Data from “almost every Pakistani Bank” stolen & sold on the dark web

Pakistani banks have debuted on the Dark Web with almost all of the country’s banks becoming victims of a devastating data hack. It is undoubtedly the biggest ever hacking campaign launched against banks in Pakistan.

It is estimated that hackers have stolen financial data of more than 8,000 account holders from at least 10 different banks in Pakistan. The data is currently up for sale on the Dark Web.

According to the initial investigation conducted by the Federal Investigation Agency’s cyber crime wing, it is identified that “almost all” banks in Pakistan have experienced a security breach. The head of the FIA (Rtd) Capt Mohammad Shoaib stated on Tuesday that the agency has written to all the involved banks and a meeting with the heads and security management officials of the banks has been called.

See: Dark web marketplace found selling access to the airport’s security system

Capt Shoaib stated that “banks are the custodians of the money people have stored in them,” and also added that the banks will be held responsible if weak security practices are identified as the key reason behind the data hack.

Capt Shoaib also claimed that the hackers are not based in Pakistan and they have managed to steal “large amounts of money from people’s accounts,” while it is quite evident that the banks need to improve their security systems in order to prevent similar attacks.

In the upcoming meet-up, the FIA plans to look into ways through which the security infrastructure of the banks could be improved. It isn’t yet clear exactly when the security breach occurred; however, Capt. Shoaib claims that there are over 100 cases that the agency is currently investigating in relation to this breach.

While speaking with DawnNews, the FIA head explained that one of the concerning aspect associated with banking frauds is that the affected banks try to hide the security breach and customers contact the bank about the theft, not the FIA. This results in heavy monetary losses.

“We are trying to play a proactive role in preventing bank pilferage,” added Capt. Shoaib.

Reportedly, the first cyber-attack was launched on October 27 against BankIslami in which 2.6million were stolen from international payment cards. The bank immediately stopped all the transactions and only biometrically verified payments were allowed on ATM cards in Pakistan.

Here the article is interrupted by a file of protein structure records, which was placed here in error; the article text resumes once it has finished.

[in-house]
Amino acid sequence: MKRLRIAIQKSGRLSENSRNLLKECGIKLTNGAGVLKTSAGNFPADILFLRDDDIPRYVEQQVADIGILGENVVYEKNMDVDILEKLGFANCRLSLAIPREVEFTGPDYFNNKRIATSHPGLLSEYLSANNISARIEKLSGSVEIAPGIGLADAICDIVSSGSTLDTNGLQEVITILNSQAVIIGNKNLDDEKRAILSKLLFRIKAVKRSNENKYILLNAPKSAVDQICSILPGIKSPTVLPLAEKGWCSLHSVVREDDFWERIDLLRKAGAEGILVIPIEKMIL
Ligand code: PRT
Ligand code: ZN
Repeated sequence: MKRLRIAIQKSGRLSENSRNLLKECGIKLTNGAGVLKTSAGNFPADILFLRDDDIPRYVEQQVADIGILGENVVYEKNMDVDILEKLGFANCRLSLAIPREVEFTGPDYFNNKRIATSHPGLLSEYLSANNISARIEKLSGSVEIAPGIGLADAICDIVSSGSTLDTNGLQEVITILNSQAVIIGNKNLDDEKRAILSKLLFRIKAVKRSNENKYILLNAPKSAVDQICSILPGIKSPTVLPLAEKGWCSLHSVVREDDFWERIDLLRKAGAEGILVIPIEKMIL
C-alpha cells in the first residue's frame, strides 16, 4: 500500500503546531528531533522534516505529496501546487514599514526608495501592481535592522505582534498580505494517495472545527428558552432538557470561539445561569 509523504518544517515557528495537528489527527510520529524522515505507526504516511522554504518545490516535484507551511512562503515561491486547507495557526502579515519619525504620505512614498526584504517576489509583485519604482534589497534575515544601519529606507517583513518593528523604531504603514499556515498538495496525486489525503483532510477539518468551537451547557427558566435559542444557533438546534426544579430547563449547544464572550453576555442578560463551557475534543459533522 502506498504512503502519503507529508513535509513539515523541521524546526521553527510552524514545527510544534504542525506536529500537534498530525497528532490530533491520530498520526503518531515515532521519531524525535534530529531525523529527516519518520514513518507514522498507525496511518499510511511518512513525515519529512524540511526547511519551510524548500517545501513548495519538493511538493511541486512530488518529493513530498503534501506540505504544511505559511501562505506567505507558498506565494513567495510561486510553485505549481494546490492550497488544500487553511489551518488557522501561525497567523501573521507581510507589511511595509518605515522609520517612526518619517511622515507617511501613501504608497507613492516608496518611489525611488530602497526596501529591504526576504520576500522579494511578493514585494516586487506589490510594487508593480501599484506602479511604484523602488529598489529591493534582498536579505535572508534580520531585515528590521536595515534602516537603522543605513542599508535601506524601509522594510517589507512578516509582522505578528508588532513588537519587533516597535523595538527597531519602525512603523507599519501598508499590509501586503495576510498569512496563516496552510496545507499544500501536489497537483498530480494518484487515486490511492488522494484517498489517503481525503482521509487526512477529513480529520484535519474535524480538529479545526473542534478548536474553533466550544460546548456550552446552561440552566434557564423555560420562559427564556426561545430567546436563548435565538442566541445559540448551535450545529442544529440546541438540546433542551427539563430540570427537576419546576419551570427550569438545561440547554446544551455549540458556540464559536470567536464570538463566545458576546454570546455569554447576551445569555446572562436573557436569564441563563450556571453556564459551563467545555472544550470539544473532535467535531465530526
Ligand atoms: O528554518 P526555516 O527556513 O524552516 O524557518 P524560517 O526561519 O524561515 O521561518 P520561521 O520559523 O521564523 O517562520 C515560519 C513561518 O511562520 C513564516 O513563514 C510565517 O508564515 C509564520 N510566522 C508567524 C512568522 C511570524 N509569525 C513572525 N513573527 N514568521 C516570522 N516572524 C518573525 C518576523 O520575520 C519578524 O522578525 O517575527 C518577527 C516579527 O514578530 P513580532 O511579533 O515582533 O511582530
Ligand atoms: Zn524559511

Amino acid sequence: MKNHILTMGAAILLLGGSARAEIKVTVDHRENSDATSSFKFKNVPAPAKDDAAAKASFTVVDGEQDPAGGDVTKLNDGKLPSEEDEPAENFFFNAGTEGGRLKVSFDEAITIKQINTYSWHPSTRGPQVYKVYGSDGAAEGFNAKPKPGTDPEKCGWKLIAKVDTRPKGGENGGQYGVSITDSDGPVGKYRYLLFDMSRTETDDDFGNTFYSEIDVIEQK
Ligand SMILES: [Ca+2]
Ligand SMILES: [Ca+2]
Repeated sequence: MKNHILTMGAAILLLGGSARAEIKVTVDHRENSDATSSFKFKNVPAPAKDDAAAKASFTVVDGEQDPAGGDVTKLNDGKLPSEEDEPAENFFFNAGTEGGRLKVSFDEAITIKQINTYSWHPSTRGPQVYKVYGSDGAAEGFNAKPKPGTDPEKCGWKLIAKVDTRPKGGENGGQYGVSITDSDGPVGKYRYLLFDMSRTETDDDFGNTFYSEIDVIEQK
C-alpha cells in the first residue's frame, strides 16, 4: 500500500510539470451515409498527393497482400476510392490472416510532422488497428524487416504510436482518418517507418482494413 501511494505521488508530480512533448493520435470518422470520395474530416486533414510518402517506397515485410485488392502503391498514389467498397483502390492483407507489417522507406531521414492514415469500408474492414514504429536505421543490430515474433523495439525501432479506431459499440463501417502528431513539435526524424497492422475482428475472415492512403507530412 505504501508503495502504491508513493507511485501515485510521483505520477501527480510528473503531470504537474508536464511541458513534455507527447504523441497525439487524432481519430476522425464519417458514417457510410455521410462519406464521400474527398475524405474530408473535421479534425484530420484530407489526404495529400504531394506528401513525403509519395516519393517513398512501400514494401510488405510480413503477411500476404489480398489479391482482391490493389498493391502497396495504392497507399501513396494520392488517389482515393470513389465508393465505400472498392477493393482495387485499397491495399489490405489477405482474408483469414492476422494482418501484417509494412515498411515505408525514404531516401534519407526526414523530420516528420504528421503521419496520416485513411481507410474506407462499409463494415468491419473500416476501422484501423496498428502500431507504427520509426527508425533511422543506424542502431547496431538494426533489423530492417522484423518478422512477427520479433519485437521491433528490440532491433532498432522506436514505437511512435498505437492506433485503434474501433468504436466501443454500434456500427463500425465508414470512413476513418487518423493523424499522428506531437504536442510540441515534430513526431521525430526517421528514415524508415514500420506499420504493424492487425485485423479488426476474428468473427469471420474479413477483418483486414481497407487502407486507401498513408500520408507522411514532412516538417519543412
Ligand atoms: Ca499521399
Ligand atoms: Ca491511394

The very next day directives were issued by the State Bank of Pakistan to all the banks so as to ensure that all information systems are fully secure especially those related to card operations. Real-time monitoring of card operations was also part of the precautionary measures.

See: New AI system DARKMENTION will detect upcoming cyberattacks from dark web

In an exclusive conversation with Rafay Baloch, a Pakistani cybersecurity researcher, and famed white hat hacker with inside knowledge of the situation after the attack, was told that “The debit data was obtained through various sources such as skimming, phishing attacks then sold on the dark web forcing banks to disable international withdrawal for ATM cards as a countermeasure.”

“The countermeasure was implemented by inflicting a denial of service which shows that the system is not resilient,” said Baloch. “State bank should create a banking cert, it should act as a collaborator and establish a threat intelligence collaboration model to proactively combat such threats,” Baloch advised.

The disclosure, however, comes after it is reported that nearly 10 banks blocked all of its international transactions on debit and credit cards because of the security breach. Online mobile banking services were temporarily terminated from November 3 onwards by all the large banks in Pakistan. The State Bank of Pakistan was contacted by various commercial banks regarding the blocking on international payments as a precautionary measure.

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